‘All Roads Lead to Thai Rice’ as Baht Weakens, Rains Return
(Bloomberg) -- Thailand, the world’s third-biggest rice exporter, is expected to meet its target of shipping 6 million tons overseas this year as supply-boosting rains and a weaker currency make the crop more competitive abroad.
This year’s target is an increase from last year when the country exported 5.7 million tons of rice, the lowest since 1997. Over the past two years, Thai rice exports had been hit by a prolonged period of drought and a strong baht.
“It was hopeless before, but rice production and exports are returning to normal levels,” Chookiat Ophaswongse, honorary president of the Thai Rice Exporters Association, said in an interview. “All roads lead to Thai rice now with a weaker baht and more rains. The sales are off the charts.”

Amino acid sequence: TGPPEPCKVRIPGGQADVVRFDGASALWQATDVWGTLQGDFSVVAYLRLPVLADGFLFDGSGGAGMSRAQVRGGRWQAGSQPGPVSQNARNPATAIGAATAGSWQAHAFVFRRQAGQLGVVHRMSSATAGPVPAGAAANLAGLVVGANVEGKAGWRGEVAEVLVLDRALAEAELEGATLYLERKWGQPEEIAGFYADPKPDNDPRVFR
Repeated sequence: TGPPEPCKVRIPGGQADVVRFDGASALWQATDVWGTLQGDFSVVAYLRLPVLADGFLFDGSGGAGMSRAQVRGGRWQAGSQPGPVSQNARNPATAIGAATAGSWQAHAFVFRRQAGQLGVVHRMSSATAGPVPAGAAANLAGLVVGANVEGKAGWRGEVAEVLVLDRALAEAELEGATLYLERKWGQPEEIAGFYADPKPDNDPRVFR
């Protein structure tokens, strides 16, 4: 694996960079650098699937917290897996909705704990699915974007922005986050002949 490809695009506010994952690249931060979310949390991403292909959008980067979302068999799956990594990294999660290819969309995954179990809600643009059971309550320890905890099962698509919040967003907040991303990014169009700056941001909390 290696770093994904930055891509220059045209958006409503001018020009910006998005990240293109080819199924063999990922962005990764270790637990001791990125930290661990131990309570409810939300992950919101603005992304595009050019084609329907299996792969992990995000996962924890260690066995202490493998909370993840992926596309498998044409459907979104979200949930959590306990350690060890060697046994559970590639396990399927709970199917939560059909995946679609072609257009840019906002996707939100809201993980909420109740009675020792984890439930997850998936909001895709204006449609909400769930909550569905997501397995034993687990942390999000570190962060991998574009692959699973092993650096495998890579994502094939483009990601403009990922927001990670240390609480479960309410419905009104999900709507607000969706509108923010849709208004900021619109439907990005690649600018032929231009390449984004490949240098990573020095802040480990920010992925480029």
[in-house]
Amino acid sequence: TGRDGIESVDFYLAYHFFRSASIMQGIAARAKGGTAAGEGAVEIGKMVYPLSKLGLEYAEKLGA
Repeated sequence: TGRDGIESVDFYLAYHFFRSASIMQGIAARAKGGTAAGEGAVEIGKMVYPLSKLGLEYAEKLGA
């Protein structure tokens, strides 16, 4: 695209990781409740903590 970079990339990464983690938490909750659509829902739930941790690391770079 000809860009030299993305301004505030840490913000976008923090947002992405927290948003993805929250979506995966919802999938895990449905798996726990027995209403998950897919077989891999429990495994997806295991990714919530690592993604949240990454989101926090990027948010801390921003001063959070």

Thai exporters have already seen an increase in orders from Malaysia, the Philippines and some African countries due to lower prices, he said.
Thailand’s 5% broken white rice is currently priced at about $385 a ton, compared to about $510 to $550 a ton earlier this year. Key competitor Vietnam’s crop is at about $405 a ton.
Constant rains over the past several months have nourished rice fields and increased water levels in key reservoirs, Chookiat said. That should help boost the supply of rice into next year, further reducing domestic prices and making Thai shipments even more competitive. He expects the country to export 7 million tons of rice in 2022.
Even though the rice industry still faces a shortage of both containers and migrant labor -- which could cause some delays in shipments of rice -- Chookiat sees Thailand on course to overtake Vietnam and retake its position as the world’s second-biggest exporter.
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